Tuesday, July 8, 2014

summer shirts

I've written a number of posts on winter gear, such as this one on layering and this one on wool shirts and this on shoes. Now that we've officially moved into summer weather (regularly above 80 F) in the northeastern US, I thought I'd address the Great T-Shirt Debate: natural (cotton) or un-natural (polyester)?

Polyester/rayon/nylon/whatever blends are generally cooler and lighter. They also dry out well. However, they don't wash well: any dirt gets pretty much ground in there permanently, and mine smell distinctly of sunscreen (and probably sweat, although the sunscreen is most noticeable) even after being washed multiple times. Also, they don't hide anything underneath, and I have to wear a distinctly, ah, supportive and thick sports bra in order to not be indecent in them, which kind of negates the "cool" part.

Cotton t-shirts tend to be heavier. They don't dry out all that well, and will stay damp for ages if you've been sweating in them. However, they're also safer if you (or a contractor you're overseeing) are doing any welding, grinding, or other hot work, because sparks that land on them may smolder and scorch them, but won't melt them to your flesh.

So what do I go with? It depends on the weather. If it's going to be brutally hot out or I know it's going to rain the whole day, I'll go with non-cotton t-shirts. If there's a chance for passing showers or I want to give the serious sports bra a rest, I'll go with cotton to prevent any issues with the shirt becoming see-through. I also think that cotton layers better, with minimal static if you have to peel something off. So when I'm in the field, I bring a few of each.

I think most of the contractors I've worked with are all-cotton, but that may be because cotton t-shirts are cheaper and are more permanently silk-screened with the appropriate company logo. If you do a lot of fieldwork, do you have a preference for one or the other?


Marciepooh said...

You wear short sleeves in the field? You must not burn as easily as I do. I can not reapply sunscreen enough for my fair skin when sweating profusely or enough bug spray keep the mosquitos off my, apparently, tasty tasty arms.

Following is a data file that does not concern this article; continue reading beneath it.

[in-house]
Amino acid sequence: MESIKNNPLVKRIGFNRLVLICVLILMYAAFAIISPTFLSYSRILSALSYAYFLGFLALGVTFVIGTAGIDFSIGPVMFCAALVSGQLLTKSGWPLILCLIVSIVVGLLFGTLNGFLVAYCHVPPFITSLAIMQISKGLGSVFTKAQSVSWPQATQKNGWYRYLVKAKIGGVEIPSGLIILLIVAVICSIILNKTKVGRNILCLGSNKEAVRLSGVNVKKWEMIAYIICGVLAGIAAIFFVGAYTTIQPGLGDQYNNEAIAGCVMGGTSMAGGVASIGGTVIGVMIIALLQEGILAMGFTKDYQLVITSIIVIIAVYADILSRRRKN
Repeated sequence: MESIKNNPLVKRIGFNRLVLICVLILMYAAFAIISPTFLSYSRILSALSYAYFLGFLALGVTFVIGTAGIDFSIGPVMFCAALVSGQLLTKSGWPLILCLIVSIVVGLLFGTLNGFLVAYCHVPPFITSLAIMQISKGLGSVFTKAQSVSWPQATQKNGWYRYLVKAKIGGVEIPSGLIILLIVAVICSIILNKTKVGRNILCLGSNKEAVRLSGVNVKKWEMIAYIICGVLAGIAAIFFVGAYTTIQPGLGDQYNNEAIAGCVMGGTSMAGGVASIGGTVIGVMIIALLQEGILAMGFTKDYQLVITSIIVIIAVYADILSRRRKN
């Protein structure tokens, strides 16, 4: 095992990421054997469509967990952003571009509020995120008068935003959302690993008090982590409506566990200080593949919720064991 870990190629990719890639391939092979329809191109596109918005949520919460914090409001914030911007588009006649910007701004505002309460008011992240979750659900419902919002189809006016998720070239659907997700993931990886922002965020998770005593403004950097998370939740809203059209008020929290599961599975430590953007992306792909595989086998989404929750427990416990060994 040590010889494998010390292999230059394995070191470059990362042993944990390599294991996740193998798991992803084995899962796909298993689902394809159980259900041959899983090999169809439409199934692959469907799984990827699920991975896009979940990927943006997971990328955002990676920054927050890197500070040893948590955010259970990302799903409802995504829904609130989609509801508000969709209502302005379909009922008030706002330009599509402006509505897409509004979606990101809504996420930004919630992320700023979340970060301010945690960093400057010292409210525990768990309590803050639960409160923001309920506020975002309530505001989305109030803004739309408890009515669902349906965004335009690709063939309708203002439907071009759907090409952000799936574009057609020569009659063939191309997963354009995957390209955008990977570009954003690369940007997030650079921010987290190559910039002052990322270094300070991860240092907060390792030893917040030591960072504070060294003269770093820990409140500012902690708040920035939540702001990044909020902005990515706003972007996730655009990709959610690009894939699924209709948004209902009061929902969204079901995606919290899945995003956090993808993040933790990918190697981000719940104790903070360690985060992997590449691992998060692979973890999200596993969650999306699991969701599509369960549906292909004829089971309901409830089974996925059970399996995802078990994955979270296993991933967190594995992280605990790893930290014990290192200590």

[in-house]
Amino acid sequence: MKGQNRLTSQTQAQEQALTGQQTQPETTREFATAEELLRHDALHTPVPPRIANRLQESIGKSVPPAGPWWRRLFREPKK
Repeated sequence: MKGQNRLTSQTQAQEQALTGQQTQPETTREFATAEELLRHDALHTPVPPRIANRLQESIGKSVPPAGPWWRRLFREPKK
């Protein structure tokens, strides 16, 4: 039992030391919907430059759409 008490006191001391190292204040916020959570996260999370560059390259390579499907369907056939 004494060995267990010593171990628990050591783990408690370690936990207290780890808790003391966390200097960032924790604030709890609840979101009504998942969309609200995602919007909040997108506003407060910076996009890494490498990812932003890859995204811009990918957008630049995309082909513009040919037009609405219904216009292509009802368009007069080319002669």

I usually wear long sleeve cotton shirts over a tank top (both tucked into my pants and pants legs tucked into my socks - suck on that ticks and chiggers). I really like Columbia's poly/nylon/whatever SPF50 shirts (can't remember their name for them off hand) too, but most of my 'field' shirts are cotton. A couple are from the thrift store even.

When I on sites with little vegetation, I'll untuck my pants from my socks, but most of my field work now (research, not environmental consulting) involves too many opportunities for blood suckers to hop on board.

Oh, and we Alabamians laugh at your 'summer weather' when it gets over 80 regularly - that starts in March around here. :)

A Life Long Scholar said...

I disagree with your hypothesis that polyester shirts are cooler. In my experience polyester doesn't breath, so I feel hotter and sweatier than when wearing cotton. As a result I won't wear polyester, ever.

Anonymous said...

Down here in Australia, we usually don't have a choice in our field gear. Leather steel-capped boots and full leg and sleeve heavy cotton twill clothing. Most sites ban rolling up sleeves. The stitching on the shirts where hi-vis plastic stripes are sewn on itches and chafes when you sweat so cotton undershirts are virtually essential. Wear that in 50C with a hard hat, gloves, goggles, ear plugs, and god knows what else to keep you 'safe'..... But the biggest risk is usually heat stroke.

You basically become exceptionally good at hydration and a connoisseur of electrolyte powders. Being drenched in sweat is just the name of the game.

But it does suck when you work underground and have to keep stopping to tip the sweat out of your steel-capped gumboots.